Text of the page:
"Get down," I yelled at my wife, and gave her a shove downward. More shots were fired. More screams of fear and anguish were filling the air. People were scrambling towards the kitchen presuming escape was possible there. I looked at the shooter and he had begun to move into the interior of the restaurant. He had a gun in each hand and he fired one more time; another innocent human, who only moments earlier was enjoying his meal, lost his life. Now he was only thirty feet away and I recognized him. He was the Middle-Easterner who had angrily left the restaurant when we had first arrived. He looked my way and pointed his gun at me and fired. I ducked as the window behind me shattered from the bullets impact. I quickly moved over to my wife, wrapping my arms around her, to offer some kind of protection and realized there was nothing I could do. It was then my army training from long ago flashed into my head.

"When ambushed, immediately attack," were the words of my boot camp drill sergeant. "Attacking has been proven the most effective way of overcoming the disadvantage of being ambushed," he added that day as we were conducting jungle fighting training. Suddenly I remembered the ex-marine and looked his way. He too was crouched low protecting his wife and his eyes met mine. I could see fear. I'm sure he saw it in my eyes too. The pandemonium of screams and hysteria continued to fill the restaurant making voice communication impossible. I squinted my eyes as I looked at the ex-marine and pointed at the shooter and mouthed the words; 'are you with me?' There was a moment of hesitation and then he nodded his head.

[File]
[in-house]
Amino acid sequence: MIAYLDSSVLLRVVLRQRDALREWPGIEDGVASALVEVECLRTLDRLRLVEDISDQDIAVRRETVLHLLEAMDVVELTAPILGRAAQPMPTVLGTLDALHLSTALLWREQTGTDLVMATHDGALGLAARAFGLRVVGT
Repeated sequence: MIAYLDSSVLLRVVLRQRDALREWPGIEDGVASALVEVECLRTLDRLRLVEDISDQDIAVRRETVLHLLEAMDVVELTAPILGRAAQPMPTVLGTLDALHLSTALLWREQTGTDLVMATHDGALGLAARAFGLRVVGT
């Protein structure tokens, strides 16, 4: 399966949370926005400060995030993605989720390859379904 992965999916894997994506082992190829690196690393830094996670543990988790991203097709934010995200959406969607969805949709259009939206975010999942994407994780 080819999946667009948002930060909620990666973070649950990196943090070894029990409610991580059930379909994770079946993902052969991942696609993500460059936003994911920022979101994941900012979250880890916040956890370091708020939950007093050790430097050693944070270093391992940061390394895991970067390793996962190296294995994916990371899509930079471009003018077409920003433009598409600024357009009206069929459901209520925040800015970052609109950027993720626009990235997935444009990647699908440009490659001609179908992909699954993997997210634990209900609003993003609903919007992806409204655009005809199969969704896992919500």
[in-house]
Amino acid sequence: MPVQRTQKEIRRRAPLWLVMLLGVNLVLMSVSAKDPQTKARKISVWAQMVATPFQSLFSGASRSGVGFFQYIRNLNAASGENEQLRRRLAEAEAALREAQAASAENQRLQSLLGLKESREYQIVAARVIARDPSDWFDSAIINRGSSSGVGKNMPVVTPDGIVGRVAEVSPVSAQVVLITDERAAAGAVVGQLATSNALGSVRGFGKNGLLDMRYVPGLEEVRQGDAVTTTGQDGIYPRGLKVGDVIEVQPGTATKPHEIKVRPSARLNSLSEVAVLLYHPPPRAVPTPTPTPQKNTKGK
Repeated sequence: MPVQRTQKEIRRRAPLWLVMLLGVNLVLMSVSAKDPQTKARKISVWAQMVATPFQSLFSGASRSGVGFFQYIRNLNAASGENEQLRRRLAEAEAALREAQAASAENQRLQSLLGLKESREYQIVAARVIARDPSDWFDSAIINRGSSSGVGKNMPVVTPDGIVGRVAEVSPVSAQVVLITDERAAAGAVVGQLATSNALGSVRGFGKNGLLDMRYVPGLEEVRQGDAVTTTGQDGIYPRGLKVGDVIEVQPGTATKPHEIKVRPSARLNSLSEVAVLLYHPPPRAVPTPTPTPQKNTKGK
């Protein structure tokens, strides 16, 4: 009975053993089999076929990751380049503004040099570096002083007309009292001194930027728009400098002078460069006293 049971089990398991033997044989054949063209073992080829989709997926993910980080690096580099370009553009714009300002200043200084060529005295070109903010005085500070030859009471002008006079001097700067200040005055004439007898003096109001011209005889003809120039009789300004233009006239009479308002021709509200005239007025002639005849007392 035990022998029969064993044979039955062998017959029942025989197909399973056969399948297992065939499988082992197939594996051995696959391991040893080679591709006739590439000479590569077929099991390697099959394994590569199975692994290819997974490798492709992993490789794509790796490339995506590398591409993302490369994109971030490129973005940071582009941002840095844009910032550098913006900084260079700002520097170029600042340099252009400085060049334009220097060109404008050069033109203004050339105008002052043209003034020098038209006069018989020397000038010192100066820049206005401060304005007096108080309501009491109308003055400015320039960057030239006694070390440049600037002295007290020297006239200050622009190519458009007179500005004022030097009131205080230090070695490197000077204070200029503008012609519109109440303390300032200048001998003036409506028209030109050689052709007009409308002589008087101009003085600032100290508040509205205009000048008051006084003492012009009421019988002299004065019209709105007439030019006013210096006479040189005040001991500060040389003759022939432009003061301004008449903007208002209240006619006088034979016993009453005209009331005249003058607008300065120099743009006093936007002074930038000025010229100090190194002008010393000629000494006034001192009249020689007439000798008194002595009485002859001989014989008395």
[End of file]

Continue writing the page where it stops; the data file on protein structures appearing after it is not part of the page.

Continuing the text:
I looked at my trembling wife. "I love you," I said and partially stood up and looked at the ex-marine. "Let's go," I said, enunciating the words for lip recognition knowing that he couldn't possibly hear what I said. He stood up and both of us began to rush as fast as our old bodies would take us. We had advanced about ten feet when the crazed killer noticed the ex-marine. He pointed the gun in his left hand at him and fired two quick bursts. The ex-marine was not hit. Then he crouched low, grabbing a table and threw it down in front of himself as a shield. For an instant I didn't know if he was going to continue our pursuit and then I could see him pushing the table as he advanced. The man fired again and splinters from the table exploded around the ex-marine and he seemed to turn sideways and I wondered if he had been hit. During all of this I kept moving towards the shooter and was now only ten feet away. One long table was between me and him. Then he turned my way and pointed the gun in his right hand at me and fired. I could feel the heat and the pulse of air it generated as it passed within inches of my head. There was no time left to run around the table. I clenched both of my hands into fists and pointed them in front of myself similar to the old comic book character, Superman, and leaped onto the table. Plates of food and cups and glasses flew to the right and left. I felt the sting of a fork piercing my arm. I slid across the table and my outstretched fists landed on his midsection. He careened over backwards with my landing on top of him.